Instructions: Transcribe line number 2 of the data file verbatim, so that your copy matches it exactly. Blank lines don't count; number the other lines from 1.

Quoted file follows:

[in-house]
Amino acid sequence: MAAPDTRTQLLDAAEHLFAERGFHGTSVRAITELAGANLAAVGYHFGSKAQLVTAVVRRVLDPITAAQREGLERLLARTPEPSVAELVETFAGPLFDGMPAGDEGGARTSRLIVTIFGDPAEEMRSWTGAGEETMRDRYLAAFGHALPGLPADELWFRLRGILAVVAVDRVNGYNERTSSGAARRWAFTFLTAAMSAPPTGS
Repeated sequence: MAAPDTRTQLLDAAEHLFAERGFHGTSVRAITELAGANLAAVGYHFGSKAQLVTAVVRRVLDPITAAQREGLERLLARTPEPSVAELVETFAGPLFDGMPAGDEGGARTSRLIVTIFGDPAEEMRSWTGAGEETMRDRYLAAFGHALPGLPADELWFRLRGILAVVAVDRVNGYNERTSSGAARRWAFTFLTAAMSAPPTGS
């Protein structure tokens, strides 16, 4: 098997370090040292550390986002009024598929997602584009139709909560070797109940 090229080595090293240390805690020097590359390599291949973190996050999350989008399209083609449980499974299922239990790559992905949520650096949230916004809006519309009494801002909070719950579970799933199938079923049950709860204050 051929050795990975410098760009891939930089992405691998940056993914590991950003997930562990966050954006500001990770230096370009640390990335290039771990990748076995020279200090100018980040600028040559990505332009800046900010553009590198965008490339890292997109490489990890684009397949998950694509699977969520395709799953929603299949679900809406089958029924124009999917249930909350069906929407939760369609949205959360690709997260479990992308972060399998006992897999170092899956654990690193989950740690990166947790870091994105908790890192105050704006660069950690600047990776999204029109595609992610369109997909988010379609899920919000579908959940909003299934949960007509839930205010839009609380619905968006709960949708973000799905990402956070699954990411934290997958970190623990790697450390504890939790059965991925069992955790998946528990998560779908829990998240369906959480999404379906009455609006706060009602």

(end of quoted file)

Amino acid sequence: MAAPDTRTQLLDAAEHLFAERGFHGTSVRAITELAGANLAAVGYHFGSKAQLVTAVVRRVLDPITAAQREGLERLLARTPEPSVAELVETFAGPLFDGMPAGDEGGARTSRLIVTIFGDPAEEMRSWTGAGEETMRDRYLAAFGHALPGLPADELWFRLRGILAVVAVDRVNGYNERTSSGAARRWAFTFLTAAMSAPPTGS